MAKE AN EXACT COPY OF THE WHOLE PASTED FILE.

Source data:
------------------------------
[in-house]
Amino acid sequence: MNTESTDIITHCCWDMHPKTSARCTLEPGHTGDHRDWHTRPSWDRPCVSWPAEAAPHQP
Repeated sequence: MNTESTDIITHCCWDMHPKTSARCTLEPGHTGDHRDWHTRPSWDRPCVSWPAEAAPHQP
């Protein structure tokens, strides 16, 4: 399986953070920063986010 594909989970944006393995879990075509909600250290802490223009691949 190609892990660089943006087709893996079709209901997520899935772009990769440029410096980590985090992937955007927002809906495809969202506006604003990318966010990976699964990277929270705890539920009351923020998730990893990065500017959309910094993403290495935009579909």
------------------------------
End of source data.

[in-house]
Amino acid sequence: MNTESTDIITHCCWDMHPKTSARCTLEPGHTGDHRDWHTRPSWDRPCVSWPAEAAPHQP
Repeated sequence: MNTESTDIITHCCWDMHPKTSARCTLEPGHTGDHRDWHTRPSWDRPCVSWPAEAAPHQP
């Protein structure tokens, strides 16, 4: 399986953070920063986010 594909989970944006393995879990075509909600250290802490223009691949 190609892990660089943006087709893996079709209901997520899935772009990769440029410096980590985090992937955007927002809906495809969202506006604003990318966010990976699964990277929270705890539920009351923020998730990893990065500017959309910094993403290495935009579909």